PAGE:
Mark Zuckerberg Set To Discuss Fake News With Irish Lawmakers

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Mark Zuckerberg, the CEO and founder of Facebook, is set to meet with several Irish members of an international committee that was specially established to battle disinformation and fake news today in Dublin.

One of the Irish lawmakers on the committee, Hildegarde Naughton, said that the members would want to address the transparency in political advertising, regulation of social media, and the safety of vulnerable adults and young people with the Facebook exec.

Another Irish lawmaker on the committee, James Lawless, said that harmful content and electoral interference were considered as huge issues that must be tackled.

In an interview on Irish radio, Lawless called the whistle-stop tour of Zuckerberg around Europe, during which he is scheduled to meet regulators and lawmakers in several countries, a “kind of charm offensive.”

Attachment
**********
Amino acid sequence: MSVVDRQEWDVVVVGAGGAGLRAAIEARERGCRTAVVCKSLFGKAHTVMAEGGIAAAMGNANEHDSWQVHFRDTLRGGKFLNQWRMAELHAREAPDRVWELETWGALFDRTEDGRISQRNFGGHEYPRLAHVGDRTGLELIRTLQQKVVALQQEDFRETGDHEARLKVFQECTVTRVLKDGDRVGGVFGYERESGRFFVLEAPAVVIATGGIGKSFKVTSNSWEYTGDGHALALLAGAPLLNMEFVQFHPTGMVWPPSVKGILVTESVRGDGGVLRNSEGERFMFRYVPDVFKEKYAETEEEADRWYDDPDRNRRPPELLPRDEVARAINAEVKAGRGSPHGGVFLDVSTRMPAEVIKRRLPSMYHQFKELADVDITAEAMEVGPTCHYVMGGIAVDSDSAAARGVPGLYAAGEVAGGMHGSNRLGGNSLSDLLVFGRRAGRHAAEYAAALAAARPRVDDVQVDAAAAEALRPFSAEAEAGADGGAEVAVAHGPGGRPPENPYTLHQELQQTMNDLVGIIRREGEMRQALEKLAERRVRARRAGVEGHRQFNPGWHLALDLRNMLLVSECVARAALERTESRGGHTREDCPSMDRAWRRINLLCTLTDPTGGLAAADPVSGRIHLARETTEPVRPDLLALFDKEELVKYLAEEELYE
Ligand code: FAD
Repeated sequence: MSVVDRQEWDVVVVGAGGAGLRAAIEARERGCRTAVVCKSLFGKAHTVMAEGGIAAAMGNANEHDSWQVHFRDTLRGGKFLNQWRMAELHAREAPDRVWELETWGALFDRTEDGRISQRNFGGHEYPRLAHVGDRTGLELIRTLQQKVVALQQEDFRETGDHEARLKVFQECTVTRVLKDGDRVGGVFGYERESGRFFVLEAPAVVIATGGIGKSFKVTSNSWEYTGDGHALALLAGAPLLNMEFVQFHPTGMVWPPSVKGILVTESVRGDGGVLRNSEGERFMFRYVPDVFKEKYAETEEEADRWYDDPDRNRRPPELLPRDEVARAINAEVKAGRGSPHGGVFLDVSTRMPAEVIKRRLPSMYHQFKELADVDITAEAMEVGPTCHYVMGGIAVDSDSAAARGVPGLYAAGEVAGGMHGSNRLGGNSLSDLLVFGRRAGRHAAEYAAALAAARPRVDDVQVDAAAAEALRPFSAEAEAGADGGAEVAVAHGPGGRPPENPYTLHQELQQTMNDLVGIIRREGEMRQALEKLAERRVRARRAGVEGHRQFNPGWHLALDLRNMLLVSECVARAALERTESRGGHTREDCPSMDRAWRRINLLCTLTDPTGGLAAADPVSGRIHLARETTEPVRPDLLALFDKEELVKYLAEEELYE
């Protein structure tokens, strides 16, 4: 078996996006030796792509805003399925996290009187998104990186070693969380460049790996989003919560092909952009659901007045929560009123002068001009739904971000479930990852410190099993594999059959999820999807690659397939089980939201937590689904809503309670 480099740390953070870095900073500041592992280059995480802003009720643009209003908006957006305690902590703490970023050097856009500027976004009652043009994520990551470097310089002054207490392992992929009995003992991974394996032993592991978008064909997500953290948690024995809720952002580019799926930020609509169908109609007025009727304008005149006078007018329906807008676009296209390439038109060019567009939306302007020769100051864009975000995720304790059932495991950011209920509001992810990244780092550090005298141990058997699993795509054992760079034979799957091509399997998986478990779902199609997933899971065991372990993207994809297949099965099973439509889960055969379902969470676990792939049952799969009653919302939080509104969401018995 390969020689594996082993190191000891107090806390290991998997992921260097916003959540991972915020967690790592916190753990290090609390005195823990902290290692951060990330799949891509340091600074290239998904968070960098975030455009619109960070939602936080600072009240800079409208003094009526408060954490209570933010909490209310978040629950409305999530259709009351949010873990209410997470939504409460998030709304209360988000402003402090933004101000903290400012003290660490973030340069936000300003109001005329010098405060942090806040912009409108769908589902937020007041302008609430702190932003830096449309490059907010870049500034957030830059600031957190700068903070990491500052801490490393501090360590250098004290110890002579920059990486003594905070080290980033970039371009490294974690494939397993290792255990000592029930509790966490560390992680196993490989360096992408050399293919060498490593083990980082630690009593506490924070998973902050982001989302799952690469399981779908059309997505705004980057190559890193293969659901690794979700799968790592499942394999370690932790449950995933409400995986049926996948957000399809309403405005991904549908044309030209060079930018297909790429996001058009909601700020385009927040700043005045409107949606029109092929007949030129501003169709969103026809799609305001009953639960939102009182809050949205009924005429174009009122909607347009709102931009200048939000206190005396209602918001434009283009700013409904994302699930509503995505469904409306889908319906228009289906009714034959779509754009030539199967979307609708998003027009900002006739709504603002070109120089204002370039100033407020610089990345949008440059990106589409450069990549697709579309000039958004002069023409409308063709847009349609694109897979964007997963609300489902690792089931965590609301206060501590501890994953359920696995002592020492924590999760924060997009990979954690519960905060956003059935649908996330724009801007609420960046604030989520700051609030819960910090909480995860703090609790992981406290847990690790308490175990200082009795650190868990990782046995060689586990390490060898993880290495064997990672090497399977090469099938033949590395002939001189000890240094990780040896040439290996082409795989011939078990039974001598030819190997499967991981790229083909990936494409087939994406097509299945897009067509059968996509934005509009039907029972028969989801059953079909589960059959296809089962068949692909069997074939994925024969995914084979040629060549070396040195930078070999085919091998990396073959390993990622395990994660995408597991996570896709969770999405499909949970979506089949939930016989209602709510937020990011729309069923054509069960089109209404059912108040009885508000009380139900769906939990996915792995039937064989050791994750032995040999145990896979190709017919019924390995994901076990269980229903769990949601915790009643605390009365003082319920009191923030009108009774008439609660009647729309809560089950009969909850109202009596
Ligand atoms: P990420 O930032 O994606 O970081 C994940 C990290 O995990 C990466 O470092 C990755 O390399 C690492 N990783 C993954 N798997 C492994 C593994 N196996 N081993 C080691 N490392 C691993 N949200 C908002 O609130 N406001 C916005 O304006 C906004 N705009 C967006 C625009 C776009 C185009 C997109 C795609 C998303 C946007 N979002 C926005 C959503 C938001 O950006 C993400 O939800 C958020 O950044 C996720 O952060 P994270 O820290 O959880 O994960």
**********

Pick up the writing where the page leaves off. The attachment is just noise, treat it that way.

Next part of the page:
Last February, Irish data protection authorities said that Facebook was the subject of seven separate probes, which includes a probe that is related to an attack on the platform that could have exposed the personal information of up to 50 million of its users.

Since Ireland is home to the European headquarters of so many major technology firms— including Google, Twitter, and Facebook — the activities of the data protection regulator of Ireland are closely watched.

Zuckerberg had originally sought a meeting with the data protection commissioner of Ireland, Helen Dixon, however, she is currently in the United States.

The Facebook CEO’s tour around Europe comes just after he called for regulators and lawmakers to pass more specific laws in order to define what constitutes political advertising and harmful content more clearly.

Zuckerberg also called for the introduction of global privacy regulations that are similar to the GDPR rules of the European Union.

In a Facebook post, Zuckerberg stated: “Lawmakers often tell me we have too much power over speech, and frankly I agree.”

He added: “I’ve come to believe that we shouldn’t make so many important decisions about speech on our own.”